the position of president of this institution,
and held this position to the date of his death.
He was one of the original promoters of the
Moultrie Telephone Exchange, of the Moultrie Ice
and Cold Storage Company, the Moultrie Cotton
Mills, and the Colquitt County Cooperage
Company. Later in life he acquired enormous
interests in the naval stores industry in the
State of Florida. In co-operation with a few
other daring spirits he undertook an entirely
new development in Colquitt County, when a
packing plant for the processing of meats was
built at Moultrie. This enterprise was perhaps
the most important one that was ever started in
Colquitt County and was epochal in the in-dustrial
history of South Georgia. In the ages to come,
there-fore, tribute will be paid without stint
to Mr. Barber and his associate promoters of
Mr. Barber was married in March, 1892, to Miss
Florence F. Parrish, daughter of W. W. Parrish
and Roseline Juhan Parrish, of Berrien County,
Ga. To this union six children were bom, as
LeRoy Barber, Moultrie, Ga. Myrtle Barber,
Moultrie, Ga. Elizabeth Barber (Mrs. R. 0.
Watson), Tallahassee, Fla. Lucy Barber (Mrs.
Wilbur Boozer), Tallahassee, Fla. Florence
Barber (Mrs. Foreman Dismuke), Columbus, Ga. M
r. Barber died suddenly at his home in Moultrie,
Ca., on November 12, 1923. Mr. Barber was a
life-long member of the Missionary Baptist
denomination. He was active in the erection of
the present imposing building of the First
Baptist Church at Moultrie. For years
immediately preceding his death, he served as a
member of the Board of Deacons of this church,
and as the teacher of the Men's Bible Class in
the Sunday School.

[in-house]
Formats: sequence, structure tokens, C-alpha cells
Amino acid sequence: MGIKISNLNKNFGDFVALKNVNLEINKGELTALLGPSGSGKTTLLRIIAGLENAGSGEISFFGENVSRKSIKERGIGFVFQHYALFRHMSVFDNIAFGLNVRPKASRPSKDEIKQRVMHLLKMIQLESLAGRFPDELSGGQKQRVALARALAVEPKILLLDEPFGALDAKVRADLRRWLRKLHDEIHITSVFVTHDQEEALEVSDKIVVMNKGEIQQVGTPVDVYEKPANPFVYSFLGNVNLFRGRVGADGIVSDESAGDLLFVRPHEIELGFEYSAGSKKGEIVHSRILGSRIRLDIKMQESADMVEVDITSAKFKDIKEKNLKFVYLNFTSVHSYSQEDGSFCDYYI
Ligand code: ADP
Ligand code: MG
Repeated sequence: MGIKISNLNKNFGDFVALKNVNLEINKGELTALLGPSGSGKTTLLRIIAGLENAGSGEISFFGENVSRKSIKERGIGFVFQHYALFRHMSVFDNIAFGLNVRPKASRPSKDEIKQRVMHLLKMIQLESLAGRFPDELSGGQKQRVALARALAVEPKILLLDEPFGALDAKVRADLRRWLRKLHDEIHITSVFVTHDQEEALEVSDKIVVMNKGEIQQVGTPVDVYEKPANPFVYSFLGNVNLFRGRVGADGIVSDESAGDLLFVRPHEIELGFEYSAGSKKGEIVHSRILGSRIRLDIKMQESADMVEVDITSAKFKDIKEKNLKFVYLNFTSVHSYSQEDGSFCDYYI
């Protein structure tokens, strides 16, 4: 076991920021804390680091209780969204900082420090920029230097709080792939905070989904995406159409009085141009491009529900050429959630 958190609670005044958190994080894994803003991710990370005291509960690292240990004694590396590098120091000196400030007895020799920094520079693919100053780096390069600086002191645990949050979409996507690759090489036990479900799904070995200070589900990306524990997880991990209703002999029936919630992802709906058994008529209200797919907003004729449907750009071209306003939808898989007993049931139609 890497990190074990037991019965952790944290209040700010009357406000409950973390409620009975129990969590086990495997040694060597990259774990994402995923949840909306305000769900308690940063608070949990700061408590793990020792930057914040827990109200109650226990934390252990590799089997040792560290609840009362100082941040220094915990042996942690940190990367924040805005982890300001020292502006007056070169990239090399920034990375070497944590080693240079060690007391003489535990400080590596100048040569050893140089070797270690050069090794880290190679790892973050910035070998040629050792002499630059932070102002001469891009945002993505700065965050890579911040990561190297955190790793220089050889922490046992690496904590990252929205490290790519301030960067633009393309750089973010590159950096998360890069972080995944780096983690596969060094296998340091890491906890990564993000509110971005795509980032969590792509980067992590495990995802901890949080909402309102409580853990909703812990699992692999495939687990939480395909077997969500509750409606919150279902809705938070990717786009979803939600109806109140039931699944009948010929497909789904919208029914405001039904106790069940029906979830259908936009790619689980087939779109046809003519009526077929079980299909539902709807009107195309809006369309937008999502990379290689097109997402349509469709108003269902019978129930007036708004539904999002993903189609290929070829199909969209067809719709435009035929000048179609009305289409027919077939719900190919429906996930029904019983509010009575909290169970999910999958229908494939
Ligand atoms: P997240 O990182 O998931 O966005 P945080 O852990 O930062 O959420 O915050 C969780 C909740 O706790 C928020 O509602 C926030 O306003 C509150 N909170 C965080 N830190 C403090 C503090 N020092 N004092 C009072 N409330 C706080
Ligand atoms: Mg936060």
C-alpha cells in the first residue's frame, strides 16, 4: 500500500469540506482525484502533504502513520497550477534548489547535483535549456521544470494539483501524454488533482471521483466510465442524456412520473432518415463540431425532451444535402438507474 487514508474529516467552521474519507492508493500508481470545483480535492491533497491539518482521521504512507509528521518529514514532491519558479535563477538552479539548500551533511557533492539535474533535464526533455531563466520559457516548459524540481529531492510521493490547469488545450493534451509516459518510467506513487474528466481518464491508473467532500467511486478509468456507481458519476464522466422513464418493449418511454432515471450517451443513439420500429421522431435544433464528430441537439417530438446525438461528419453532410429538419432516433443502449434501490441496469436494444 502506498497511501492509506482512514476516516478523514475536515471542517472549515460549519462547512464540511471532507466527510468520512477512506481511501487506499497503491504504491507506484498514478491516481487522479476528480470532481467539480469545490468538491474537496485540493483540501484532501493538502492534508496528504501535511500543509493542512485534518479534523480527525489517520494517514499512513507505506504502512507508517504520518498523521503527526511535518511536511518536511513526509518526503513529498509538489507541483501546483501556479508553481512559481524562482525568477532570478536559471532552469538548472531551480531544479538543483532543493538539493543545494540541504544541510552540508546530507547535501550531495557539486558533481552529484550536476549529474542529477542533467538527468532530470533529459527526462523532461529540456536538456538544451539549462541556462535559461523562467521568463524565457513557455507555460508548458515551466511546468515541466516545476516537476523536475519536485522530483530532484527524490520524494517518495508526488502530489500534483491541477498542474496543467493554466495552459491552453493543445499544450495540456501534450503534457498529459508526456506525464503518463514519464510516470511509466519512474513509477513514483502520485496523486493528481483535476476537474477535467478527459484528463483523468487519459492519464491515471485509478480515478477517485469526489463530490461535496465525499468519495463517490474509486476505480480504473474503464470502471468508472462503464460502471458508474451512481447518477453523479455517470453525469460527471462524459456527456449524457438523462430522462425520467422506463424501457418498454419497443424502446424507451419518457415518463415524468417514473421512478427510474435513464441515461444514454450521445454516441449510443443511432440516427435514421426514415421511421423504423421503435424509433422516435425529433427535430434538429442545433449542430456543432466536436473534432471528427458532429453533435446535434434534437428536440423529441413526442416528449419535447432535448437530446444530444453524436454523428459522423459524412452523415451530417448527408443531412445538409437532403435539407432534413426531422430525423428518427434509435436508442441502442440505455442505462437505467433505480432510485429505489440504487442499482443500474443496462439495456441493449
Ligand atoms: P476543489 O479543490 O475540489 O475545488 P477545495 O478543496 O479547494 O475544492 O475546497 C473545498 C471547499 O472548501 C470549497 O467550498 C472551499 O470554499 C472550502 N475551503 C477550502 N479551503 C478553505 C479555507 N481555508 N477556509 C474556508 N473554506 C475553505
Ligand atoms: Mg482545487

This historian was for some years the legal
adviser of Mr. Barber, and appends a few
anecdotes of a personal nature which will serve
to illustrate what he thought of his duties as a
member of society:
Once a friend of the writeróan elderly man of
somewhat limited meansócame to the office of the
writer, and asked him how be might raise two or
three hundred dollars to pay for a course in
pedagogy for his young daughter, who wanted to
qualify herself for teaching. "Go to Mr. Henry
Barber," we said, "he'll let you have it." "But
I have a past-due note at his bank already,"
said our friend. "All the same," we answered,
"go over and see right nowóhe'll let you have
it." A matter of two hours afterwards, we met
the two men coming down the sidewalk,
arm-in-arm, and looking as friendly as one could
wish. "Well, Judge," said our friend, "I got it
just like you said." "Yes," said Mr. Barber,
"when I first came to this country, and was
hired as a turpentine woods-rider, 'The Major'
(I always called him 'The Major,' since he was a
soldier in the Confederate War) let me run a
little open account at his store. Yes, and I
always try to take care of 'The Major,' and
besides all that his daughter is a very
deserving child, and she'll pay me the loan."
At another time, a few of us friends of Mr.
Barberóbeing a little younger than he wasówere
ragging him a little about being close with his
money. He laughed good-naturedly, and said,
finally, "Boys, I know that you know I enjoy
this kind of conversation as much as you do; but
I feel that I ought not to let the occasion pass
without telling you for your own good that this
very quality of being 'saving' has enabled me
during the past week to extend from my personal
funds as-sistance to more than 50 distressed
farmers who could get no help from the banks."
(This happened during the so-called Hoke Smith
panic, in 1908, when the banks suspended